The aloe vera plant is an easy, attractive succulent that makes for a great indoor companion. Aloe vera plants are useful, too, as the juice from their leaves can be used to relieve pain from scrapes and burns when applied topically. Here’s how to grow and care for aloe vera plants in your home!
Aloe vera is a succulent plant species of the genus Aloe. The plant is stemless or very short-stemmed with thick, greenish, fleshy leaves that fan out from the plant’s central stem. The margin of the leaf is serrated with small teeth.
Before you buy an aloe, note that you’ll need a location that offers bright, indirect sunlight (or, artificial sunlight). However, the plant doesn’t appreciate sustained direct sunlight, as this tends to dry out the plant too much and turn its leaves yellow.
Keep the aloe vera plant in a pot near a kitchen window for periodic use but avoid having the sun’s rays hit it directly.
Please note: The gel from aloe vera leaves can be used topically, but should not be ingested by people or pets. It can cause unpleasant symptoms such as nausea or indigestion and may even be toxic in larger quantities.
- It’s important to chose the right type of planter. A pot made from terra-cotta or a similarly porous material is recommended, as it will allow the soil to dry thoroughly between waterings and will also be heavy enough to keep the plant from tipping over. A plastic or glazed pot may also be used, though these will hold more moisture.
- When choosing a container, be sure to pick one that has at least one drainage hole in the bottom. This is key, as the hole will allow excess water to drain out.
- Select a container that’s about as wide as it is deep. If your aloe plant has a stem, choose a container that is deep enough for you to plant the entire stem under the soil.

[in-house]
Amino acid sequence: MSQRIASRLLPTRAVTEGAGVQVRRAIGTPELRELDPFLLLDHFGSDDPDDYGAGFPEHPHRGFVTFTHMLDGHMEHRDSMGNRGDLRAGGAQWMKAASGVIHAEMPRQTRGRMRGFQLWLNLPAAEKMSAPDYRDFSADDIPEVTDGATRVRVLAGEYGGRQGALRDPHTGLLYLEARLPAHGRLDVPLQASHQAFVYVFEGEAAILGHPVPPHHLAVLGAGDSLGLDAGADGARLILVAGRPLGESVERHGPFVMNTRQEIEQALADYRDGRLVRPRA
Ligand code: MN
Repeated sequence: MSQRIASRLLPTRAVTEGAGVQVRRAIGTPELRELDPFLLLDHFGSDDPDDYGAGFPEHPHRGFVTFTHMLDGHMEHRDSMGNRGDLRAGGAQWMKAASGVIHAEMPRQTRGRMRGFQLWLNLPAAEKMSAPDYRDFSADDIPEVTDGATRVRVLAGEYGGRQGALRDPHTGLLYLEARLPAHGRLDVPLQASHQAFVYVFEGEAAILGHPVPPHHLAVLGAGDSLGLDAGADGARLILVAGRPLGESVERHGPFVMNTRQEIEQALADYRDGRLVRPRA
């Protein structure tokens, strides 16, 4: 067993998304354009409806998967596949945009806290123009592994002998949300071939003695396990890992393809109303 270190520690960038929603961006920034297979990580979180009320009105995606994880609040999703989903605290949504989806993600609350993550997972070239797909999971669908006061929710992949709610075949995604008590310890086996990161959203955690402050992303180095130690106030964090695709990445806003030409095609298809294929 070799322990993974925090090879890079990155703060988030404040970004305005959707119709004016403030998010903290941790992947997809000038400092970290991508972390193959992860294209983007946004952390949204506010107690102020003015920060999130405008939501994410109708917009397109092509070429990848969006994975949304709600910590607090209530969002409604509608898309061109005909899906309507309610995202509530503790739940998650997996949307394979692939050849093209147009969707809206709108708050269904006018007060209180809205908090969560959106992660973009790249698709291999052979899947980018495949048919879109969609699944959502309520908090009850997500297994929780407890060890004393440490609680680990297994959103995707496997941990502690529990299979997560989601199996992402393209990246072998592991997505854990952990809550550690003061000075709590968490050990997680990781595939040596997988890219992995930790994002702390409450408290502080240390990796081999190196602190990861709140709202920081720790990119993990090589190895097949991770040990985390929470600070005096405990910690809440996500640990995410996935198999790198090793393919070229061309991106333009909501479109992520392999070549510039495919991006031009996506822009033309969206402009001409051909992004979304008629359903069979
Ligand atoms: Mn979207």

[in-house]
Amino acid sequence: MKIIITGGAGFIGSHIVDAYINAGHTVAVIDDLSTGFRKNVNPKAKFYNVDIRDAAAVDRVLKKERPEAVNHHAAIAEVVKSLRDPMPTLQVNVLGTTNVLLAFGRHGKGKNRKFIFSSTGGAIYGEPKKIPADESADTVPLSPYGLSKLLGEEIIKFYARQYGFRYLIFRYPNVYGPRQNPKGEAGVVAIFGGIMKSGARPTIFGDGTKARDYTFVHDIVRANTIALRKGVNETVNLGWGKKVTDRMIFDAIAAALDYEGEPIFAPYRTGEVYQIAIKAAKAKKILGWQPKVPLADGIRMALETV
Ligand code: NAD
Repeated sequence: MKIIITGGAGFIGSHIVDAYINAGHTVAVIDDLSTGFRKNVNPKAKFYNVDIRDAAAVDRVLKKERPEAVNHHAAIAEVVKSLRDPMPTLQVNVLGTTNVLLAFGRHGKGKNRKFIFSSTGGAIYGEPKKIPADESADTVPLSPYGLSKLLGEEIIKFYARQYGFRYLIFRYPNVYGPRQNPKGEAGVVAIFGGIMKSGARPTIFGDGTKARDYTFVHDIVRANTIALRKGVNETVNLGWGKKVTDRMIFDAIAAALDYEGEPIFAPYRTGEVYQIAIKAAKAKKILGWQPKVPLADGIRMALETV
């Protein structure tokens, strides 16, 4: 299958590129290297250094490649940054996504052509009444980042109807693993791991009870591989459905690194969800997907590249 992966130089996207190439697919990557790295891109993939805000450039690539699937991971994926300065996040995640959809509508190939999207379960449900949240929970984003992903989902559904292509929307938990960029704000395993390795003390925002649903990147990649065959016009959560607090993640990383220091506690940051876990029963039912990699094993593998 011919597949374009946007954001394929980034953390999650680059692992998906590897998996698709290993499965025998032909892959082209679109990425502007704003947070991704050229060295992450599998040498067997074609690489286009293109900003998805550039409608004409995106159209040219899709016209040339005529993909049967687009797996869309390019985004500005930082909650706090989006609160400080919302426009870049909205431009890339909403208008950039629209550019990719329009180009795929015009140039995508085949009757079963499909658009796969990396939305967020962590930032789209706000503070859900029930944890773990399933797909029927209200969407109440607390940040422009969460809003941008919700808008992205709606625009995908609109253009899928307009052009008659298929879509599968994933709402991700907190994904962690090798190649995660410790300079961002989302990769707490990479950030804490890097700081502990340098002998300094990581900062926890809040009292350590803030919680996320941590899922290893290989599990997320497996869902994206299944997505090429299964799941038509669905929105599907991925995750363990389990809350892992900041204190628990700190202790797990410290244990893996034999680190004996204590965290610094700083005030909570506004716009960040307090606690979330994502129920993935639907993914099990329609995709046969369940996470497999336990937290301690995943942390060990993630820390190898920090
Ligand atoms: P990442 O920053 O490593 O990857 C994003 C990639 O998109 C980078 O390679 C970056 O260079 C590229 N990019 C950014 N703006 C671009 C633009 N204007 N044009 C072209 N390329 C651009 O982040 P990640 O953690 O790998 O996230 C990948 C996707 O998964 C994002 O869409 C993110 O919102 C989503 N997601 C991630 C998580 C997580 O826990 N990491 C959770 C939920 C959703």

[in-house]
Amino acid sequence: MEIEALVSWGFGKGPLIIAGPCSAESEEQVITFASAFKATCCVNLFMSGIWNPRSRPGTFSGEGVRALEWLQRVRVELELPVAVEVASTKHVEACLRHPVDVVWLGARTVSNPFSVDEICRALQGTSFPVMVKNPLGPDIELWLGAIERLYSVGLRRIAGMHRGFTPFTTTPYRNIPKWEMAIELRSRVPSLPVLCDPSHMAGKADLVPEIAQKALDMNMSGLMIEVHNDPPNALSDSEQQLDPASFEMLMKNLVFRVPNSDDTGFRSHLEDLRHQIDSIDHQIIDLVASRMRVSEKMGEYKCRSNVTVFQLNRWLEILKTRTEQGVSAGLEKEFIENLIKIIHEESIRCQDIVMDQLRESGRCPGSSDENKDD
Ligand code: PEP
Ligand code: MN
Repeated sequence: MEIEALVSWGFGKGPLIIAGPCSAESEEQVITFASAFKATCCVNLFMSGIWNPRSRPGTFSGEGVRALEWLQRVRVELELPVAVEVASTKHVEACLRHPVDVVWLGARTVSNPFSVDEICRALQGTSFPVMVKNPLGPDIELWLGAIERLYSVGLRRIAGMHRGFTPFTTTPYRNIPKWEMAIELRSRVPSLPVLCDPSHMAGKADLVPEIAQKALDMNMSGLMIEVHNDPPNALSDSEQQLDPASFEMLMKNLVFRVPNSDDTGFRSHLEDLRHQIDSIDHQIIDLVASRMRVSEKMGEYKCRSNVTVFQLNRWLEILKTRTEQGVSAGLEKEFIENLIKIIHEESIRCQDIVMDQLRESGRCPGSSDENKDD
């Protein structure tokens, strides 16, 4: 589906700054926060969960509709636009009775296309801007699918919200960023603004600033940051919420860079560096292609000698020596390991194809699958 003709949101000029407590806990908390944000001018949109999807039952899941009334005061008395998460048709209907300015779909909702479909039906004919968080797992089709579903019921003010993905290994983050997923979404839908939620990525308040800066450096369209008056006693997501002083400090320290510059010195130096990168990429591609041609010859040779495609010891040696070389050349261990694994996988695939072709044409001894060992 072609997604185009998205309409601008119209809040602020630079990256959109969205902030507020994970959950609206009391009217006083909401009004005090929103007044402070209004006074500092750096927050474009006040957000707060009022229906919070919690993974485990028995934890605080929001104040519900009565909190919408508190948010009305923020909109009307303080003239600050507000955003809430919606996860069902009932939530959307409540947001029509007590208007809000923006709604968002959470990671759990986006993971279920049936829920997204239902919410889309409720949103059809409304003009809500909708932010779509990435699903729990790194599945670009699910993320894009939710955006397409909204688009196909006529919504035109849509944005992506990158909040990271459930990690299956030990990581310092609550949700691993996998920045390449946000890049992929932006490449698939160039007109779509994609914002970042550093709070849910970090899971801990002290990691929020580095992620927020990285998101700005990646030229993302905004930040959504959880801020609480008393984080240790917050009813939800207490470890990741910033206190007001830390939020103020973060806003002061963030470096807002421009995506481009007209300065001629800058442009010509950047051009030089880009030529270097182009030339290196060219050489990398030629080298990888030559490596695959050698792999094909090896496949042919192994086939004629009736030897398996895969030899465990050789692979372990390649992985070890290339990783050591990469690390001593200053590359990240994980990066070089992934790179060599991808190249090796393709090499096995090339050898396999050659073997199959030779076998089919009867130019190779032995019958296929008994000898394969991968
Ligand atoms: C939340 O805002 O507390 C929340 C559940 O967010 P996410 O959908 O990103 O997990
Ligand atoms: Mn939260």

- Aloe vera plants are succulents, so use a well-draining potting mix, such as those made for cacti and succulents. Do not use soil. A good mix should contain perlite, lava rock, coarse sand, or all three. Aloe vera plants are hardy, but a lack of proper drainage can cause rot and wilting, which is easily the most common cause of death for this plant.
- A layer of gravel, clay balls, or any other “drainage” material in the bottom of the pot is not necessary. This only takes up space that the roots could otherwise be using. A drainage hole is drainage enough!
- (Optional) To encourage your aloe to put out new roots after planting, dust the stem of the plant with a rooting hormone powder. Rooting hormone can be found at a local garden center or hardware store, or online.
HOW TO PLANT (OR REPOT) AN ALOE VERA PLANT
If your aloe plant has grown leggy, has gotten too large, or simply needs an upgrade, it’s time to repot it. Here’s how:
- Prepare your pot. After giving the new pot a quick rinse (or a good scrub, if it’s a pot you’ve used before) and letting it dry thoroughly, place a small piece of screen over the drainage hole; this will keep the soil from falling out the bottom and will allow water to drain properly. A doubled-up piece of paper towel or newspaper can also work in a pinch, though these will break down over time.
- Prepare your plant. Remove the aloe vera plant from its current pot and brush away any excess dirt from the roots, being careful not to damage the roots.
- If your plant has any pups, remove them now. (See the “Care” section of this page for instructions on removing and potting pups.)
- If your plant has a very long, spindly stem that won’t fit in the pot, it is possible to trim the stem off partially. Note that this is risky and could kill the plant. To trim the stem: Cut off part of the stem, leaving as much as possible on the plant. Next, take the bare plant and place it in a warm area that gets indirect light. After several days, a callous will form over the wound. At this point, continue with the repotting instructions below.
- Plant your plant. Fill the pot about a third of the way with a well-draining potting mix, then place your plant in the soil. Continue filling in soil around the plant, bearing in mind that you should leave at least ¾ of an inch of space between the top of the soil and the rim of the pot. The bottom leaves of the aloe plant should rest just above the soil, too. Do not water after planting.
- Ignore your plant (temporarily). After you’ve placed your aloe in its new pot, don’t water it for at least a week. This will decrease the chance of inducing rot and give the plant time to put out new roots. Until the plant seems to be rooted and happy, keep it in a warm place that receives bright but indirect light.
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